Mailer's massive study of the Gilmore case is unlikely to have the impact its author expected. All journalism dates, and this is not so much the higher as the longer journalism: 1,056 big pages and far too many facts. The value of this sedulous accumulation was presumably intended to rest on the uniqueness of Gilmore's rejection of penal liberalism, but Gilmore has ceased to be unique. Style will not preserve the book, since it has no style...

What we might have expected from The Executioner's Song is a Mailerian mystico-astrologico-metaphysical expatiation on the significance of Gilmore – quasi-existential victim-hero – in a culture increasingly selling out to evil, but there is no commentary as there is no style. The question must finally be asked: why bother? Granted that every human soul may be worthy of 1,056 pages, why should a cold murderer with a certain capacity for love and poetry be deemed worthier of such expensive celebration than the harmless grocer of Gissing's New Grub Street?
 

» Add other authors (25 possible)

Author nameRoleType of authorWork?Status
Mailer, Normanprimary authorall editionsconfirmed
Brisk, DavidTranslatorsecondary authorsome editionsconfirmed
Capriolo, EttoreTranslatorsecondary authorsome editionsconfirmed
Hamilton, MaxwellNarratorsecondary authorsome editionsconfirmed
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Epigraph
Deep in my dungeon
I welcome you here
Deep in my dungeon
I worship your fear
Deep in my dungeon
I dwell.
I do not know
if I wish you well
--old prison rhyme
Dedication
To Norris, to John Buffalo, and to Scott Meredith
First words
Brenda was six when she fell out of the apple tree.
Quotations
Other reporters would be on the phone, checking back to hear what was going down, but Schiller sat and relaxed and let the heat of the room pour over him and the fatigues of twenty-five years perspired slowly, a drop and another drop from the bottomless reservoirs of fatigue, and he sat there quietly thinking, and let his sins and errors wash over him, and reviewed them. He considered it obscene not to learn from experience.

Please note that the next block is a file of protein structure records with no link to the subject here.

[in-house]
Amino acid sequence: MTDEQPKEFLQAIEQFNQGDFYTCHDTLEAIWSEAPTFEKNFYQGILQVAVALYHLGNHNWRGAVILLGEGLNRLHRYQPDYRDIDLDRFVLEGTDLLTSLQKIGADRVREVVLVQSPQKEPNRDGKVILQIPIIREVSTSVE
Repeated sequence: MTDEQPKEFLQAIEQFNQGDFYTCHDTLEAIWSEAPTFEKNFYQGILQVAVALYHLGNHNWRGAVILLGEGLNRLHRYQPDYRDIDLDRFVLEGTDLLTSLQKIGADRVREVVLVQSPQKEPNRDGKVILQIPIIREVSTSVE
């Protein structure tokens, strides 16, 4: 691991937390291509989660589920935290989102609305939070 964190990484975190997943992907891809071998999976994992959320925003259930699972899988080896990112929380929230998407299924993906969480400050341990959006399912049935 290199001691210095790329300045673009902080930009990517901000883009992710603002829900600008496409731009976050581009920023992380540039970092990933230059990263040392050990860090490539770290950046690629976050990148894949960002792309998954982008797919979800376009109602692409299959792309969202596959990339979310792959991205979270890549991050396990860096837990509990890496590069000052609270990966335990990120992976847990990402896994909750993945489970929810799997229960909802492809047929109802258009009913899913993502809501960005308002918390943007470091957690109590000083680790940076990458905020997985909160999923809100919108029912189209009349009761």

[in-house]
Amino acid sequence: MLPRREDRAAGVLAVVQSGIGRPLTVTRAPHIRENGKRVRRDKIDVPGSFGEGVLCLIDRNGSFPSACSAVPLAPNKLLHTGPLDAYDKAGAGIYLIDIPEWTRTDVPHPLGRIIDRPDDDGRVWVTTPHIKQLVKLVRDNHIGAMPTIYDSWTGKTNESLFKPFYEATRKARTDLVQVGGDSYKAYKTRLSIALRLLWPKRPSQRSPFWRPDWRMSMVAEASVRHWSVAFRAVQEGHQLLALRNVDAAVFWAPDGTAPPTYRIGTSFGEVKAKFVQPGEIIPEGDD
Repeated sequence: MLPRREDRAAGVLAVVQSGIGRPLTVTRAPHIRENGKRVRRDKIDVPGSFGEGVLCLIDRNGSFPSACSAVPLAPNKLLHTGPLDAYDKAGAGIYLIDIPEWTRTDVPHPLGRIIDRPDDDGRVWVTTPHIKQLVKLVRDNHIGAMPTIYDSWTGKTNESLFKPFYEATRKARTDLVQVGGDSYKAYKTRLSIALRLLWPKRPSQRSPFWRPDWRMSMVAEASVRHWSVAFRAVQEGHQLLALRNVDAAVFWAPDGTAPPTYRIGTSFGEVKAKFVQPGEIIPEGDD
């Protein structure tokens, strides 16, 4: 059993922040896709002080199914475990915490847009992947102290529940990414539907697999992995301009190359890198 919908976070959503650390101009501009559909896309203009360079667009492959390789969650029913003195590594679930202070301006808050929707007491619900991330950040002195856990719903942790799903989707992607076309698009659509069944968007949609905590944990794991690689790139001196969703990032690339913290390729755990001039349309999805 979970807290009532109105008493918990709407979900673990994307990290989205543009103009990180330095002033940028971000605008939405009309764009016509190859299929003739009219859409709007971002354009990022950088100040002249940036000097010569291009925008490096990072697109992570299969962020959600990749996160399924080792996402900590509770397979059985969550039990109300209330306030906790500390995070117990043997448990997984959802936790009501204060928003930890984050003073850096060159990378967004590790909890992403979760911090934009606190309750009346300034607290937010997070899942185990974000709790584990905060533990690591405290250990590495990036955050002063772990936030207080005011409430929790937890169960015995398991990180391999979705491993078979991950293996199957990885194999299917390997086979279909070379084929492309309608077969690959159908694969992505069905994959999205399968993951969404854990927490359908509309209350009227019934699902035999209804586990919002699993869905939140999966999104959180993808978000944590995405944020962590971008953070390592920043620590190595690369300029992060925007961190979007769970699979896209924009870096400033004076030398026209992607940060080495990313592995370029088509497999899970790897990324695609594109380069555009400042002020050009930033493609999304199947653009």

Gary had taken a small cardboard box, painted it black, and put a tiny hole in it so it looked as if it were one of those lensless pinpoint cameras. He told Skeezix he had film in the box, and it would take a picture through the pinhole. Everybody gathered around to watch Gary take a picture of the fellow going down on himself. Skeezix was so dumb he was still waiting for the photo to come back.
On finishing his story, Gary went off laughing so hard, Brenda thought he’d sling his spaghetti around the room. She was awful glad when he wheezed into silence and fixed her with his eye as if to say, “Now, do you see my conversational problem?”
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In what is arguably his greatest book--written in 1979 and reissued here in trade paperback--America's most heroically ambitious writer follows the short, blighted career of Gary Gilmore, an intractably violent product of America's prisons who---after robbing two men and killing them in cold blood--insisted on dying for his crime.

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Legacy Library: Norman Mailer